A new state-of-the-art ferry terminal will be floated to its home on the Battery Park City promenade on Saturday, June 7, where final installation work will be done in advance of the start of its service later this summer.
The superstructure of the ferry terminal barge was assembled at the East 39th Street pier in Sunset Park, Brooklyn. The terminal will be transported to Battery Park City by three tugboats, and then set between two previously installed anchor towers. The terminal is scheduled to reach Battery Park City about 8:30 a.m. and crews will be there throughout the day anchoring it.
The new terminal, with a construction cost of $50 million, will be managed as a public-private partnership. The Port Authority will own the terminal, and BillyBey Ferry Company will operate and maintain it.
Port Authority Chairman Anthony R. Coscia said, "Ferries are an important part of our efforts to spur more public transit ridership and reduce highway congestion. We believe our investments in the region's ferry system will pay dividends by encouraging more commuters to leave their cars at home."
Port Authority Executive Director Christopher O. Ward said, "Finding ways to move more people more efficiently is what the Port Authority is all about. Ferries are a key piece of the transportation puzzle, and this new ferry terminal will allow us to keep up with increased demand as we continue to rebuild Lower Manhattan."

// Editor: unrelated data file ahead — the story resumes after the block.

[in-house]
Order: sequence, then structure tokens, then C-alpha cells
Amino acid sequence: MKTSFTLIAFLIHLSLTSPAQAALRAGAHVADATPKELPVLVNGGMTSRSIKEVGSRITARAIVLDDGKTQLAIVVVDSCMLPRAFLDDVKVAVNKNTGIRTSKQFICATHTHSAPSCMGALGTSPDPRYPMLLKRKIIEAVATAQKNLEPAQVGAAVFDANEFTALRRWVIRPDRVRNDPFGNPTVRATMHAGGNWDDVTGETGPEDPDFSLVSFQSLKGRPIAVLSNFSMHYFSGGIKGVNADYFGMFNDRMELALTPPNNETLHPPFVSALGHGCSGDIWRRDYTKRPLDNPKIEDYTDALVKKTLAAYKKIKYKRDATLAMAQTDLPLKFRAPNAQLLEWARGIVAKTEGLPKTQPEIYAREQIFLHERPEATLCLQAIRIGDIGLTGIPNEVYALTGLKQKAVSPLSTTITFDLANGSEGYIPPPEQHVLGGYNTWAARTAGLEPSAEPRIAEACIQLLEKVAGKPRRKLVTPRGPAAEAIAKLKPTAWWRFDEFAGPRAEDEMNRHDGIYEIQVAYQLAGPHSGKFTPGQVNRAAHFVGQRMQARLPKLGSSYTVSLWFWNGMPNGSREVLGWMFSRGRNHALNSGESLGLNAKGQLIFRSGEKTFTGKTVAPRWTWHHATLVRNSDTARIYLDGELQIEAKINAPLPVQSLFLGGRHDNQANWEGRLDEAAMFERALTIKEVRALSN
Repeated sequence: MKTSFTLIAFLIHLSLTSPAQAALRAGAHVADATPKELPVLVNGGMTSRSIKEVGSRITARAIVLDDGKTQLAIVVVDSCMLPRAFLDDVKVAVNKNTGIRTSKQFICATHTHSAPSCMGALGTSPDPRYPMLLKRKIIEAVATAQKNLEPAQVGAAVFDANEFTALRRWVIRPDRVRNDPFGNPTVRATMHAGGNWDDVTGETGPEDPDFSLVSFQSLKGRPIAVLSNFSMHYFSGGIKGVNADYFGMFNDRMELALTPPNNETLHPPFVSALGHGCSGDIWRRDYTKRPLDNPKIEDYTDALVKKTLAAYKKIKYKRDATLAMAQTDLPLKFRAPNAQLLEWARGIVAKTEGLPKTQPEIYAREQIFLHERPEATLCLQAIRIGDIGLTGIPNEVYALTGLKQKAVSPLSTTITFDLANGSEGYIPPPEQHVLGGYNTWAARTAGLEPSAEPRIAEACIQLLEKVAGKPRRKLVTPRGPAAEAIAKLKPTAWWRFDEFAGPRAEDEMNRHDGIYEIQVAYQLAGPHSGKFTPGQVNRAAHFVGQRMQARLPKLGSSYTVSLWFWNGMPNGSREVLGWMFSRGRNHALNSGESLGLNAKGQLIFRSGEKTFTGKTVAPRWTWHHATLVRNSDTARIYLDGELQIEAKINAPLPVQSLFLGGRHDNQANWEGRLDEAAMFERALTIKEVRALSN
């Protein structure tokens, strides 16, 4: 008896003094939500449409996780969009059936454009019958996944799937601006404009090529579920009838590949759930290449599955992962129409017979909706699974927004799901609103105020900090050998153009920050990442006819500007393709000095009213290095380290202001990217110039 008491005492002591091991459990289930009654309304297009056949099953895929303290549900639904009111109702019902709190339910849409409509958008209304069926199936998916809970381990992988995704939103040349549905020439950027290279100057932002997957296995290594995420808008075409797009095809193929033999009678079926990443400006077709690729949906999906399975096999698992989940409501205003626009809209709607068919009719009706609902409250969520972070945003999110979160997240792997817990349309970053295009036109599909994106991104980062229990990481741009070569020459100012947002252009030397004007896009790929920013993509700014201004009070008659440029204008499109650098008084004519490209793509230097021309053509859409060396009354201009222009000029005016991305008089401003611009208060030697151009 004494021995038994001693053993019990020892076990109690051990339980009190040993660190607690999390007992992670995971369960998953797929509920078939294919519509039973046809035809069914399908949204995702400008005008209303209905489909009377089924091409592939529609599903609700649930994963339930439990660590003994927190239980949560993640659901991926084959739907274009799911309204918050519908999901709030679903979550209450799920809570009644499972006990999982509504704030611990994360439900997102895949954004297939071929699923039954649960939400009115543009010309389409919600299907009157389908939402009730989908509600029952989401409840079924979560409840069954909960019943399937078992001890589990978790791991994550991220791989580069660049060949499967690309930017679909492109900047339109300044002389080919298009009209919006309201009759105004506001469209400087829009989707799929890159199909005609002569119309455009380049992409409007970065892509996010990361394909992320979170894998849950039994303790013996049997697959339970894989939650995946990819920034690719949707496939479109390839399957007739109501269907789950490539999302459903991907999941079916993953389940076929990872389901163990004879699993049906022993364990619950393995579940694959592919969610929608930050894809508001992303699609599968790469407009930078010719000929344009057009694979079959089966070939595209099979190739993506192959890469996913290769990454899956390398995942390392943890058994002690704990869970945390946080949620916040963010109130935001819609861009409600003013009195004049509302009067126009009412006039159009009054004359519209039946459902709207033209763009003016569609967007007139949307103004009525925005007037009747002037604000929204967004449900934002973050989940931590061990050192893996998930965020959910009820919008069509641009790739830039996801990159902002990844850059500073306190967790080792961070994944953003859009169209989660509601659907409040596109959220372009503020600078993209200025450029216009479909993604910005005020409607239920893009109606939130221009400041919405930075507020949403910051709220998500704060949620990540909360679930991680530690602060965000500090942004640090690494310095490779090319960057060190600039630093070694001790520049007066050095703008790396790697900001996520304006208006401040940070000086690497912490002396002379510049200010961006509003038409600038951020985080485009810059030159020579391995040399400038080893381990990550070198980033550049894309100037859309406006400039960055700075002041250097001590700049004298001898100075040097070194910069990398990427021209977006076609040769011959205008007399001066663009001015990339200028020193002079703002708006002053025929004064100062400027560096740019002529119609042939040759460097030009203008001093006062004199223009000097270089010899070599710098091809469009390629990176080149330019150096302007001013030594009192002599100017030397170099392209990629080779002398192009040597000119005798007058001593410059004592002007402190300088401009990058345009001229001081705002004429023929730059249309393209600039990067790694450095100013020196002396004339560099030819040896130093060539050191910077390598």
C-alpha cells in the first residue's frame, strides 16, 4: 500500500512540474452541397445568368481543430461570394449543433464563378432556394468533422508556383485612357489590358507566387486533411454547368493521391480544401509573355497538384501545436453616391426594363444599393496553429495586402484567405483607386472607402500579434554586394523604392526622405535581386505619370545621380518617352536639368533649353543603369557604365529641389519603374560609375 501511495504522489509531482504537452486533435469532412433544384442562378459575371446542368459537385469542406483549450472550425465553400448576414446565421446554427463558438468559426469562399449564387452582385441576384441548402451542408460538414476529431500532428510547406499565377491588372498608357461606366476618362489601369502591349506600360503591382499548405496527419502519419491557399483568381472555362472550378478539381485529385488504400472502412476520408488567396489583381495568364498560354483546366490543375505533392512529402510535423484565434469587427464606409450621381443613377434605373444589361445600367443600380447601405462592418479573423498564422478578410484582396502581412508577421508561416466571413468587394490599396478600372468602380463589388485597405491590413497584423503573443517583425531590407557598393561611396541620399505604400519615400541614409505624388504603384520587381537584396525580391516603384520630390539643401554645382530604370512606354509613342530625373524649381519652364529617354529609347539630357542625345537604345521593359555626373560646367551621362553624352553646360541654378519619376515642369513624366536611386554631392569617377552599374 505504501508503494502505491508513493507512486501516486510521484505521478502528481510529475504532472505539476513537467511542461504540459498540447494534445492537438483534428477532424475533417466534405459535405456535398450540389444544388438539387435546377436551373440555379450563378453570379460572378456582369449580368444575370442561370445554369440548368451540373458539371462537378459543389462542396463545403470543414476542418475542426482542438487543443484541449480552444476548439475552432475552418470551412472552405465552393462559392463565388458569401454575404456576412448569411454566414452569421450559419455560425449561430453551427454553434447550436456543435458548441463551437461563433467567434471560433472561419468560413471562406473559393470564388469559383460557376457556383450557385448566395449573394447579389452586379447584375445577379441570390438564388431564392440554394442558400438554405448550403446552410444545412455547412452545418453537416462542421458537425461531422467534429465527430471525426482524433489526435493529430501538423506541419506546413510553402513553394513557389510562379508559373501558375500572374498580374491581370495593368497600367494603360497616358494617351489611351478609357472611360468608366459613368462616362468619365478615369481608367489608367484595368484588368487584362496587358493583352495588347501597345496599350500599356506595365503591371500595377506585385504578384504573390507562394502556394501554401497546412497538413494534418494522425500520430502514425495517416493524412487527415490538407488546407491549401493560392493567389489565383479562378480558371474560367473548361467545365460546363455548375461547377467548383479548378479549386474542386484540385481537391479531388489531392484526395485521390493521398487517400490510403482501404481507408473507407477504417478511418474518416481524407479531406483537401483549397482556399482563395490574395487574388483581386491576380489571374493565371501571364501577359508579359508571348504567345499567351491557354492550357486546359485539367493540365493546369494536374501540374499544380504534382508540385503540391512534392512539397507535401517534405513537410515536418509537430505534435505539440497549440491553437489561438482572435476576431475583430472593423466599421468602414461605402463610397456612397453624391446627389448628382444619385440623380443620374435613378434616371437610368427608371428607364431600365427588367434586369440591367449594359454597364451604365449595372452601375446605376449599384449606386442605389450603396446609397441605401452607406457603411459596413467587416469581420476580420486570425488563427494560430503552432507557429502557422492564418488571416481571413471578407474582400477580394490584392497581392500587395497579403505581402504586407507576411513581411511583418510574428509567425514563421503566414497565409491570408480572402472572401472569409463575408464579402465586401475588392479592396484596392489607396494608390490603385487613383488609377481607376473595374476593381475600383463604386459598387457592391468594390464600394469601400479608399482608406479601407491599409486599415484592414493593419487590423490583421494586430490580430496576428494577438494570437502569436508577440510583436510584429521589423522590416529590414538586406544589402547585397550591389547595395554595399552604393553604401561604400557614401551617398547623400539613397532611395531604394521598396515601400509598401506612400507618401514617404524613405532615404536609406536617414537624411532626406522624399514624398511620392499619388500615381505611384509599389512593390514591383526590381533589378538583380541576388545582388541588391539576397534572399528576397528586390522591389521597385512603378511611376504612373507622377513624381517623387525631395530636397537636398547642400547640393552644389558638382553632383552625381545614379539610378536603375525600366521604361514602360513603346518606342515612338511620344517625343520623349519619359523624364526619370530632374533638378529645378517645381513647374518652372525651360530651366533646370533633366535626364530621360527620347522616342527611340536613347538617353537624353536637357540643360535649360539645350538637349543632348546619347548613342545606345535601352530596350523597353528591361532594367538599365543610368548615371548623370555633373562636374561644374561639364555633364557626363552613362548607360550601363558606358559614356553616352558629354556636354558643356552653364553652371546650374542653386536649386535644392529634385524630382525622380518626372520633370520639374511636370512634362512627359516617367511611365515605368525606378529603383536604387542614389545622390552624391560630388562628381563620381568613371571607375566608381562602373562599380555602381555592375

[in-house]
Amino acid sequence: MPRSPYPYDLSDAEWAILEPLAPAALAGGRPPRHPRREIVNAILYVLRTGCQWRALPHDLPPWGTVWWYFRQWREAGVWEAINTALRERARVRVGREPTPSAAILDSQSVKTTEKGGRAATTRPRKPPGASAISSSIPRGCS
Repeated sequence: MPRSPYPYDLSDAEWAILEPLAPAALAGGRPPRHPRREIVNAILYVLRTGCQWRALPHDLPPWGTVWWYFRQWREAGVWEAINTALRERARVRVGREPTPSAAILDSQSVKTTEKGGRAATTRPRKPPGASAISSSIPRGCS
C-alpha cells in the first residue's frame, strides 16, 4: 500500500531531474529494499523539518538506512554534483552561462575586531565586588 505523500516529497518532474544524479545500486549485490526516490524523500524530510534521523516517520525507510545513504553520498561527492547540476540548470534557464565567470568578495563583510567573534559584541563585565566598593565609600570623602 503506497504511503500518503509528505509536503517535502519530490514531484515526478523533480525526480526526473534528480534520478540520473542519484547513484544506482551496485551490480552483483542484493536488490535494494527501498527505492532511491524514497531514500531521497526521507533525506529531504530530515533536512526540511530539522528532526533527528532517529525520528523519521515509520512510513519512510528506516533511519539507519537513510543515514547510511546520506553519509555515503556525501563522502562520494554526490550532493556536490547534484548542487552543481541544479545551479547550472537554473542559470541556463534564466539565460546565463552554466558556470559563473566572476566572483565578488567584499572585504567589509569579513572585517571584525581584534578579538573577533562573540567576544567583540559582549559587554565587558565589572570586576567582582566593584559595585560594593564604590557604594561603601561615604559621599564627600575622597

The new terminal will replace a temporary one that has three ferry slips, and was placed further north to accommodate construction. The new terminal provides:
- Five ferry slips that will accept both side and end-loading vessels;
- A larger 22,000-square-foot passenger waiting area to reduce passenger crowding; and
- Improved amenities, such as gangway separations for arriving and departing passengers, restrooms, concession kiosks, additional seating and improved lighting.
The Battery Park City Ferry Terminal now handles 7,400 weekday passenger trips. The new terminal is expected to handle increased ridership from the completed Goldman Sachs building in Battery Park City and the World Trade Center site.
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The Port Authority of New York and New Jersey operates many of the busiest and most important transportation links in the region. They include John F. Kennedy International, Newark Liberty International, LaGuardia, Stewart International and Teterboro airports; AirTrain JFK and AirTrain Newark; the George Washington Bridge and Bus Station; the Lincoln and Holland tunnels; the three bridges between Staten Island and New Jersey; the PATH (Port Authority Trans-Hudson) rapid-transit system; the Port Authority-Downtown Manhattan Heliport; Port Newark; the Elizabeth-Port Authority Marine Terminal; the Howland Hook Marine Terminal on Staten Island; the Brooklyn Piers/Red Hook Container Terminal; and the Port Authority Bus Terminal in midtown Manhattan. The agency also owns the 16-acre World Trade Center site in Lower Manhattan.
The Port Authority is financially self-supporting and receives no tax revenue from either state.